Between September 10th and 12th, flooding caused largescale destruction in northeastern Libya, particularly in the city of Derna after two dams broke upstream. Up-to-date post-disaster information on the scope and severity of needs is scarce, which is why IMPACT conducted a Multi-Thematic Rapid Needs Assessment (MTRNA) in collaboration with United Nations Disaster Assessment and Coordination (UNDAC). This assessment shows the high level of damage and resulting internal displacement, creating high needs especially around shelter and health.
Key findings from the MTRNA indeed show that severe to very severe building damage was reported in 28% of the assessed muhallas, and flooding of buildings was reported in almost half of them – the highest levels of damage being in the baladiyat of Derna, Albayda, Shahat-Sousa, Um Arrezam, and Labrik.
The presence of displaced people was reported in 92% of assessed muhallas, staying mostly with their relatives or in collective shelters. For the latter, the main challenges reported in displacement sites were an insufficient number of shelters, lack of privacy due to no partitions or doors, and their size being too small to host entire households.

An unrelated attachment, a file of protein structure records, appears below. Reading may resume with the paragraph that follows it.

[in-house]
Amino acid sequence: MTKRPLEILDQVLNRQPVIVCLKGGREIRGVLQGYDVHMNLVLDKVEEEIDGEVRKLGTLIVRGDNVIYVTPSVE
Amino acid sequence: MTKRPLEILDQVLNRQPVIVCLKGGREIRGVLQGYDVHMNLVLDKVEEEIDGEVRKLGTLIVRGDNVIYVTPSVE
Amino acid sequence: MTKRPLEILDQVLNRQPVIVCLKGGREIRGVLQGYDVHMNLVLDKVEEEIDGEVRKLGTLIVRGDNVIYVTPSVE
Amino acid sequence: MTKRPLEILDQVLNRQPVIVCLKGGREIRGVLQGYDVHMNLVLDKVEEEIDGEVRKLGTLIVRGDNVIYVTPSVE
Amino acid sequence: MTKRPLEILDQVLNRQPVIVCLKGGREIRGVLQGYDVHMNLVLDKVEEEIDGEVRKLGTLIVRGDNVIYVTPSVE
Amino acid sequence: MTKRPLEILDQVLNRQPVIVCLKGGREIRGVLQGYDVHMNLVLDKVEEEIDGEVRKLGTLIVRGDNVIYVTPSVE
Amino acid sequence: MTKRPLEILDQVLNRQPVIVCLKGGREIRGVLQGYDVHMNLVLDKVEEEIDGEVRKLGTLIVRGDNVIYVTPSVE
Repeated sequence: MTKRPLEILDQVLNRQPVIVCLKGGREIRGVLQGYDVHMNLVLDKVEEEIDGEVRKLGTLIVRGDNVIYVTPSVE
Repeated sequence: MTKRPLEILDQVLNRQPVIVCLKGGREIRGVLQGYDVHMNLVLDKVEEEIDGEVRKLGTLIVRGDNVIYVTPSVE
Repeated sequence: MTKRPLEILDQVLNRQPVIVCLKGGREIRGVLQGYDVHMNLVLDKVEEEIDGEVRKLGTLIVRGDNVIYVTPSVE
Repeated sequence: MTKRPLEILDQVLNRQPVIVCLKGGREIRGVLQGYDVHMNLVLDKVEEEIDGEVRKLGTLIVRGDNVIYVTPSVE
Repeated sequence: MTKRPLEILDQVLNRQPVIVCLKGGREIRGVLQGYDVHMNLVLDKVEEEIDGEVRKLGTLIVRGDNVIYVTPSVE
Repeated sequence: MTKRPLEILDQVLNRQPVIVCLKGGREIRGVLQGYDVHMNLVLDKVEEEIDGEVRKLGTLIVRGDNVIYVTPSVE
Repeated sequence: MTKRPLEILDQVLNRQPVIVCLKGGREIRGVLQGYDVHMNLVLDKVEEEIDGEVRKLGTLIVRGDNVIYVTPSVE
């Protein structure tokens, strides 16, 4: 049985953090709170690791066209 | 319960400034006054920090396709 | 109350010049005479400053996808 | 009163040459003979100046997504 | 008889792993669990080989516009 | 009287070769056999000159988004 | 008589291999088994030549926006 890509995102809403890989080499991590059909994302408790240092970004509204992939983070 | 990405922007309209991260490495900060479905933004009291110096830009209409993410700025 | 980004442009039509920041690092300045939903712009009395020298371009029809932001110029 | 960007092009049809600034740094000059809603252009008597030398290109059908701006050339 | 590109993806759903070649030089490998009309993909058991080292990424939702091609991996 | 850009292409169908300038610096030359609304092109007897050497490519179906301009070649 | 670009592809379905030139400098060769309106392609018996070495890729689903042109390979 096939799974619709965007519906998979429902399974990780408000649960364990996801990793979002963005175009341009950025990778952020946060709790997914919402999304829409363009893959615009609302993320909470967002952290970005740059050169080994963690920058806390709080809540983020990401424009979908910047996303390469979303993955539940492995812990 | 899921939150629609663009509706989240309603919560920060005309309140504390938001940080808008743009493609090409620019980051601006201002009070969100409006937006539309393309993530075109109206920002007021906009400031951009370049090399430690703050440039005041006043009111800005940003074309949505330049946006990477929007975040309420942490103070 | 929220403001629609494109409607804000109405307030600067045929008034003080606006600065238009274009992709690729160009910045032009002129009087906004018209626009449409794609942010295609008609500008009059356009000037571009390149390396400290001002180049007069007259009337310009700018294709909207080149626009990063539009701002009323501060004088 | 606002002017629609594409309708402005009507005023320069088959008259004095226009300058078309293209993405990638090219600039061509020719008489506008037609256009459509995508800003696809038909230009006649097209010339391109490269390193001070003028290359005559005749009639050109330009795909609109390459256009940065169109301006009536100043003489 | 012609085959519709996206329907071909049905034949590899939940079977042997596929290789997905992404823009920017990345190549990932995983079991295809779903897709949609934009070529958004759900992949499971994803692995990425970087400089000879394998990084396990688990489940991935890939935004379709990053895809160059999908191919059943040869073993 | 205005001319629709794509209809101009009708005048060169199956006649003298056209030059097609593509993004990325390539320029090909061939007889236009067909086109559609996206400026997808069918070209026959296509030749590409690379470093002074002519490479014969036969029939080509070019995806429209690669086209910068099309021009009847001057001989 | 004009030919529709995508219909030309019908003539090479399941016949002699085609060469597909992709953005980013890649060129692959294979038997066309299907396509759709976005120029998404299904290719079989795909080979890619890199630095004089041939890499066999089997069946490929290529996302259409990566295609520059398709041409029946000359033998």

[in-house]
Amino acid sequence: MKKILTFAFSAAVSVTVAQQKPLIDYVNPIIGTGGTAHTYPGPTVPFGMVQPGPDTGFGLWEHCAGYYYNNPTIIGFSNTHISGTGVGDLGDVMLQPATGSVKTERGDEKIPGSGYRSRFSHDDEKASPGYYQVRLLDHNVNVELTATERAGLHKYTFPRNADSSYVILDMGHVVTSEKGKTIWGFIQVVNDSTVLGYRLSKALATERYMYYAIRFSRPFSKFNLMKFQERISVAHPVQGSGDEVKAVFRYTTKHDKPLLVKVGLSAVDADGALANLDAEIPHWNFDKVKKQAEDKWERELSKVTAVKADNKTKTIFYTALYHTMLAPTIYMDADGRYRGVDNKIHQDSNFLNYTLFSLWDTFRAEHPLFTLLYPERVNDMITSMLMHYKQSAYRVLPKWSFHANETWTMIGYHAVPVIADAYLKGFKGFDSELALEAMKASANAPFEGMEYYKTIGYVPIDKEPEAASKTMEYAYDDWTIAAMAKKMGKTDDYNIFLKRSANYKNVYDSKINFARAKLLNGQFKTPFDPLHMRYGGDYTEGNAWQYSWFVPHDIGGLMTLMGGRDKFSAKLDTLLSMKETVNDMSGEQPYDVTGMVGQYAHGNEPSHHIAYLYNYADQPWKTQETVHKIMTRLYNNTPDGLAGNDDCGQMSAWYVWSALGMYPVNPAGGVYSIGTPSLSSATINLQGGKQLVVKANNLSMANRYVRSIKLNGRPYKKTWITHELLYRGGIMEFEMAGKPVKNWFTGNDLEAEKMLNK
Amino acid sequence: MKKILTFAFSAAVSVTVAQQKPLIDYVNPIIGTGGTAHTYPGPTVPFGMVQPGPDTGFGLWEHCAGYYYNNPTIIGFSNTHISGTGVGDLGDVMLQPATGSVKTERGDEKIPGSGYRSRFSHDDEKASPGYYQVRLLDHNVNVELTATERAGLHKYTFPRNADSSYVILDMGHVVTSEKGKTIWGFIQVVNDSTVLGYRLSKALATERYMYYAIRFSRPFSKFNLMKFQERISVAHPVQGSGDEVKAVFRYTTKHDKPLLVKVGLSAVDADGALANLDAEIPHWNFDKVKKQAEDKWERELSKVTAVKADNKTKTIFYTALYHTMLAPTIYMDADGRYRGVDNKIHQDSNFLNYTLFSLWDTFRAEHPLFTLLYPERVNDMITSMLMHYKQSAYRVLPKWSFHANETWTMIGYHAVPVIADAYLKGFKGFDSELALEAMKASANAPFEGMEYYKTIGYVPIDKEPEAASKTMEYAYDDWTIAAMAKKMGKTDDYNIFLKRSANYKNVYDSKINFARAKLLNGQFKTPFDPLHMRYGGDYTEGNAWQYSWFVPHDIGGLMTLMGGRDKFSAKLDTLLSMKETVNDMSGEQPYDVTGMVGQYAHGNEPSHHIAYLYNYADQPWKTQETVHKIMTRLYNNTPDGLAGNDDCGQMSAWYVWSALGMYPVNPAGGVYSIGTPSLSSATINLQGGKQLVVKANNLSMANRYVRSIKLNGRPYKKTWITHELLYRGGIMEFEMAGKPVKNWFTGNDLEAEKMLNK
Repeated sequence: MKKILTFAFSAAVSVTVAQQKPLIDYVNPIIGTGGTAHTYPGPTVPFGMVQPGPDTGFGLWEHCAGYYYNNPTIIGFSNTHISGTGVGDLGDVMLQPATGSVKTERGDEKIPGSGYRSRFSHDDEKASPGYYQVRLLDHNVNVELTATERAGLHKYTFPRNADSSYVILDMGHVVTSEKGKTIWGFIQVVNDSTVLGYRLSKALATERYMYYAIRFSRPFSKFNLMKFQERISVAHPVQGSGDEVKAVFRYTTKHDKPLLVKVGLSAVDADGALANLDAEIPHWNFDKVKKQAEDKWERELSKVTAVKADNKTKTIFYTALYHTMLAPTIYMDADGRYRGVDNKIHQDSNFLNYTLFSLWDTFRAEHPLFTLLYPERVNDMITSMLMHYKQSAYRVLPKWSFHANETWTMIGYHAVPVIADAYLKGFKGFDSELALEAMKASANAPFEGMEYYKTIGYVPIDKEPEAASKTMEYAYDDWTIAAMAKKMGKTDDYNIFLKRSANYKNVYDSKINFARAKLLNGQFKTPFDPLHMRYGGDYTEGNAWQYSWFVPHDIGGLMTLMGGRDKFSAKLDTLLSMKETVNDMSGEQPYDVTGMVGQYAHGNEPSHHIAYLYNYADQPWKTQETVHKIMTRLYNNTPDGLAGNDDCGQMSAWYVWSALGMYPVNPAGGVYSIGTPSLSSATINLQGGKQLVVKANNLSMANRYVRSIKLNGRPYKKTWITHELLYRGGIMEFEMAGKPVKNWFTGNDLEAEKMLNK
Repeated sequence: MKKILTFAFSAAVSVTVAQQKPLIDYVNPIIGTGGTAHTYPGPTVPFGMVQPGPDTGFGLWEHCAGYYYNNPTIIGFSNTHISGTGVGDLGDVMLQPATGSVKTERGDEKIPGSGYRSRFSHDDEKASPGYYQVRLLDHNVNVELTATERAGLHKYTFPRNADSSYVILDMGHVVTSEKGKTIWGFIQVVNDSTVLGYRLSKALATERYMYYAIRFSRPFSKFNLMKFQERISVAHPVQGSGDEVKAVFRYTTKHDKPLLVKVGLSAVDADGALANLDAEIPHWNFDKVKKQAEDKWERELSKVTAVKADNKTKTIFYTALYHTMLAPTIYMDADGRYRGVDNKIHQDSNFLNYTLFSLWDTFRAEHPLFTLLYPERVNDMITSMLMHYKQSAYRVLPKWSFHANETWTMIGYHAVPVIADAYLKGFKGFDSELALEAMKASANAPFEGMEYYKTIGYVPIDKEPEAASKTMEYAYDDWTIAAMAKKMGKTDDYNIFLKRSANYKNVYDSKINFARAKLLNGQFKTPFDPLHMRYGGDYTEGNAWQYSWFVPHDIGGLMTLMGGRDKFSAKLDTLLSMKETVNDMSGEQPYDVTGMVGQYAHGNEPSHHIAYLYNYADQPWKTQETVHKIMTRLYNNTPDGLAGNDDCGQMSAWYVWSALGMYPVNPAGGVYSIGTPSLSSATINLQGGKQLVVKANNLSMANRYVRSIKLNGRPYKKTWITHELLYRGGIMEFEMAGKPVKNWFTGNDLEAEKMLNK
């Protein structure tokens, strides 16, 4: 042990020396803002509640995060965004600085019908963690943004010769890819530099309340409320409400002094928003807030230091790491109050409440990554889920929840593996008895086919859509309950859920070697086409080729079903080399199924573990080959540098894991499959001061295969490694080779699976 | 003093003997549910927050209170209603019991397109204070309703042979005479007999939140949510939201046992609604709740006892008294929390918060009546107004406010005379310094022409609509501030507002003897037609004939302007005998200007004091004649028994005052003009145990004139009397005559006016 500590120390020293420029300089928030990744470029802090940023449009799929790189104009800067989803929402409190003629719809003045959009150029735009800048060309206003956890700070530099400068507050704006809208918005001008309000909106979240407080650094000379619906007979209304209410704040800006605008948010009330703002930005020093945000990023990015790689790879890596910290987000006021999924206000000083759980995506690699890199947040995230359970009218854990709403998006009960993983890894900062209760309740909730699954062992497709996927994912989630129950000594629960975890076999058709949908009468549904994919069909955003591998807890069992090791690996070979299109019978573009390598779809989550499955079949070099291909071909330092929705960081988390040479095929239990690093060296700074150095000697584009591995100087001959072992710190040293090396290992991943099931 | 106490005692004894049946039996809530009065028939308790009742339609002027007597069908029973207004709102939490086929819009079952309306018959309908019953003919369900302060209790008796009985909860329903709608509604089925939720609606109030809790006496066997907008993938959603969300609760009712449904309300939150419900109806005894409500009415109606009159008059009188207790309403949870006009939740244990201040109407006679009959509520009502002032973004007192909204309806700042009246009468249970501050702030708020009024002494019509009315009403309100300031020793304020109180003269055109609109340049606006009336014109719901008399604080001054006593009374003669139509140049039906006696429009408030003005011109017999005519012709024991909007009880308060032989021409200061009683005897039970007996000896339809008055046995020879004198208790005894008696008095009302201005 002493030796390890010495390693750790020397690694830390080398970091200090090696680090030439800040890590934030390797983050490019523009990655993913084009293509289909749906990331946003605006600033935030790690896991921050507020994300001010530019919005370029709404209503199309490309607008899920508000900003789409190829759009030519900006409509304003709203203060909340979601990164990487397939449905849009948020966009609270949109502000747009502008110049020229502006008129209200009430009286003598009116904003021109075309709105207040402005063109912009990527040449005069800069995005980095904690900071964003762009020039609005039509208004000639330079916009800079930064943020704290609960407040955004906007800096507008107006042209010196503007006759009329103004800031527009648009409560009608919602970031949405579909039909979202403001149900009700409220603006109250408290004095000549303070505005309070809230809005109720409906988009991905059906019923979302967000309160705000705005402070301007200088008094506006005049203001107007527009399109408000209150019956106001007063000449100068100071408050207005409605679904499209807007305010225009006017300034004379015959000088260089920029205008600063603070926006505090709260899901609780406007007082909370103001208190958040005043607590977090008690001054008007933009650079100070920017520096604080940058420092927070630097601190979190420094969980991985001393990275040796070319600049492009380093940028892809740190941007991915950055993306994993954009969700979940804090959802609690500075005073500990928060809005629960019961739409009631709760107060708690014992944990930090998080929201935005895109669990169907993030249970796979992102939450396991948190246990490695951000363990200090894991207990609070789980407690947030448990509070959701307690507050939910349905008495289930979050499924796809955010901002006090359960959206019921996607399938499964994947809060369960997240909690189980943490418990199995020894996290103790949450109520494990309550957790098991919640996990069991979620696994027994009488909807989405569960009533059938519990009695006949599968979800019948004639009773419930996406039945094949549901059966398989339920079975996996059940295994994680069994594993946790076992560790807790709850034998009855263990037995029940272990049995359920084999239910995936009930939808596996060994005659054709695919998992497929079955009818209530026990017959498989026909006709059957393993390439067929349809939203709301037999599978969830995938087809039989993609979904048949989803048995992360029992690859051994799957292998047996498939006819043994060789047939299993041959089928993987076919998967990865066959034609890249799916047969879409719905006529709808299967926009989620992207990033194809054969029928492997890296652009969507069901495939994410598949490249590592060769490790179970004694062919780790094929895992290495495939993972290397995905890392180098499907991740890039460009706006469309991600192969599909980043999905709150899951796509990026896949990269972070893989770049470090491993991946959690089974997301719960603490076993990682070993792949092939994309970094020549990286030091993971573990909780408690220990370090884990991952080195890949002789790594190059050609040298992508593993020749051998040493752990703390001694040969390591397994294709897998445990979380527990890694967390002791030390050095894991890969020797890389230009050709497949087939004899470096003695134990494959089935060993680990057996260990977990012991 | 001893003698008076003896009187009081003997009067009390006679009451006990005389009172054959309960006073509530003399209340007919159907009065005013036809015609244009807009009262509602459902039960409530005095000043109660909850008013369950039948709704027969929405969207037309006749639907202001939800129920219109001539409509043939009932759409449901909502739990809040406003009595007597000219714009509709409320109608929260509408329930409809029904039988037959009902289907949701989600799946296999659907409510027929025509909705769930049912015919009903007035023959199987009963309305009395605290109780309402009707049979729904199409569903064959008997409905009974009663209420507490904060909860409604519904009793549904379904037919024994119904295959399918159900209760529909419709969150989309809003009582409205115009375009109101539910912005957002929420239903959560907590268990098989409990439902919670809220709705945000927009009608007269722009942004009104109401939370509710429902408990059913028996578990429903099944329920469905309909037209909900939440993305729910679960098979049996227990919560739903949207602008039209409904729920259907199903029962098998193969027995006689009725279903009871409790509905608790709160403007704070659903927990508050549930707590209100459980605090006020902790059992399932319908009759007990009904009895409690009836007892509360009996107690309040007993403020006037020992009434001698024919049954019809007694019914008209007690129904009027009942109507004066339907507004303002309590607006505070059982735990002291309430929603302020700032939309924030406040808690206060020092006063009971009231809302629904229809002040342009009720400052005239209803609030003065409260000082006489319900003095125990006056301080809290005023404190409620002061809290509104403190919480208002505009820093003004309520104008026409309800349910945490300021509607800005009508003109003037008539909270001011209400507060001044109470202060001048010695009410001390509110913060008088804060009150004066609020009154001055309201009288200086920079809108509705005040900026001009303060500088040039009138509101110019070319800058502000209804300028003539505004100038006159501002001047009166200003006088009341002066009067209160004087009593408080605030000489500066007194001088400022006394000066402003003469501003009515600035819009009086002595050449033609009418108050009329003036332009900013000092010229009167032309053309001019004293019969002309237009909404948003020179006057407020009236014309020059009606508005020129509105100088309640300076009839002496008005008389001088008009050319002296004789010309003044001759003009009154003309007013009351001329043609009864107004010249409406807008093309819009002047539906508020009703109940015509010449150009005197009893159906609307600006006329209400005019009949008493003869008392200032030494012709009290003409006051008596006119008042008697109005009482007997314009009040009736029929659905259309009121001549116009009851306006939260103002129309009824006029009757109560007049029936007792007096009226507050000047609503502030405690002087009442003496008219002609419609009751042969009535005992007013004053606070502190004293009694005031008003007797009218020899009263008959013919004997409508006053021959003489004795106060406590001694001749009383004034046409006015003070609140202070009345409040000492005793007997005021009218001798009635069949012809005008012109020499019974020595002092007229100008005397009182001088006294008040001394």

In addition to shelter, health was the most frequently highlighted priority need, with lack of medicine and medical equipment reported, as well as physical barriers to accessing health facilities. Some difficulties were also reported concerning the accessibility of water selling points and affordability of water since the flood. In some areas, there have been high reports of people not treating water before consumption and the use of contaminated water sources as an environmental risk – highlighting an increased risk of contracting waterborne diseases in these areas.
“The level of destruction to residential buildings is important in many of the cities hit by the floods. While the IDPs are mostly hosted at families, in hotels or are renting apartments, the needs in terms of shelter are big, not to mention the population needs in terms of access to health care, psychosocial support and different everyday items.” – Ghassan Abou-Chaar (IMPACT Country Coordinator in Libya)